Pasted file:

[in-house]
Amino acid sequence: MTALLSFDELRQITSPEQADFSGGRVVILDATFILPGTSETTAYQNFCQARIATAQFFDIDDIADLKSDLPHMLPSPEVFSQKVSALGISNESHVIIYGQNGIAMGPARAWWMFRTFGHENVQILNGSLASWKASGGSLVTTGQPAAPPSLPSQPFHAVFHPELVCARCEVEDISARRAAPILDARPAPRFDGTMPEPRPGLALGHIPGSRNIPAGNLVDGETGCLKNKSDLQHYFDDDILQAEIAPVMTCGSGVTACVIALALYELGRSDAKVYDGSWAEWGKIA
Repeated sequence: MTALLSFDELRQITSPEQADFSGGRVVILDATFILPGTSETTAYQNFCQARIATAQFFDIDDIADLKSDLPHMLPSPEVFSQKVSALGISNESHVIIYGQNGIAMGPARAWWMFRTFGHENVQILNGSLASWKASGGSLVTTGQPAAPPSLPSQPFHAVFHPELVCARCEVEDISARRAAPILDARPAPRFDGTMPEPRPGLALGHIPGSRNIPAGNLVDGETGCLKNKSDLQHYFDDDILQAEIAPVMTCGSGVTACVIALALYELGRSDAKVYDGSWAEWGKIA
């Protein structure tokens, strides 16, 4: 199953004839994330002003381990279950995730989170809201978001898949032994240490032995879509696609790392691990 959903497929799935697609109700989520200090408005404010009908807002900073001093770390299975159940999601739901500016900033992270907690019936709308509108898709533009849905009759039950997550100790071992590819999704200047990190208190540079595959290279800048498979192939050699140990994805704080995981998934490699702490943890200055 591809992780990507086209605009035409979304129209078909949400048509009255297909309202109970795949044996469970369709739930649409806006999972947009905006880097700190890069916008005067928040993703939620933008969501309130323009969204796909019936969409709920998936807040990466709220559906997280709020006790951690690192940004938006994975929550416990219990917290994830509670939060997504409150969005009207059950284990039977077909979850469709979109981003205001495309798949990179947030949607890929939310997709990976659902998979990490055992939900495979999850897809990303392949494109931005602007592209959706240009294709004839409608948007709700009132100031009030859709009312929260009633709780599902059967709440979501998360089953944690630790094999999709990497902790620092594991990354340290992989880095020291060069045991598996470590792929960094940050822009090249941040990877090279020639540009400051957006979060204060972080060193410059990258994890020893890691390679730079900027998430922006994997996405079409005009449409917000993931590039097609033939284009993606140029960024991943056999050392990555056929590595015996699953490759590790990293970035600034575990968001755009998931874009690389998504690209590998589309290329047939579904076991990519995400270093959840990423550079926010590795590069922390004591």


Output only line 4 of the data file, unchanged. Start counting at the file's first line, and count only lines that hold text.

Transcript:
């Protein structure tokens, strides 16, 4: 199953004839994330002003381990279950995730989170809201978001898949032994240490032995879509696609790392691990 959903497929799935697609109700989520200090408005404010009908807002900073001093770390299975159940999601739901500016900033992270907690019936709308509108898709533009849905009759039950997550100790071992590819999704200047990190208190540079595959290279800048498979192939050699140990994805704080995981998934490699702490943890200055 591809992780990507086209605009035409979304129209078909949400048509009255297909309202109970795949044996469970369709739930649409806006999972947009905006880097700190890069916008005067928040993703939620933008969501309130323009969204796909019936969409709920998936807040990466709220559906997280709020006790951690690192940004938006994975929550416990219990917290994830509670939060997504409150969005009207059950284990039977077909979850469709979109981003205001495309798949990179947030949607890929939310997709990976659902998979990490055992939900495979999850897809990303392949494109931005602007592209959706240009294709004839409608948007709700009132100031009030859709009312929260009633709780599902059967709440979501998360089953944690630790094999999709990497902790620092594991990354340290992989880095020291060069045991598996470590792929960094940050822009090249941040990877090279020639540009400051957006979060204060972080060193410059990258994890020893890691390679730079900027998430922006994997996405079409005009449409917000993931590039097609033939284009993606140029960024991943056999050392990555056929590595015996699953490759590790990293970035600034575990968001755009998931874009690389998504690209590998589309290329047939579904076991990519995400270093959840990423550079926010590795590069922390004591």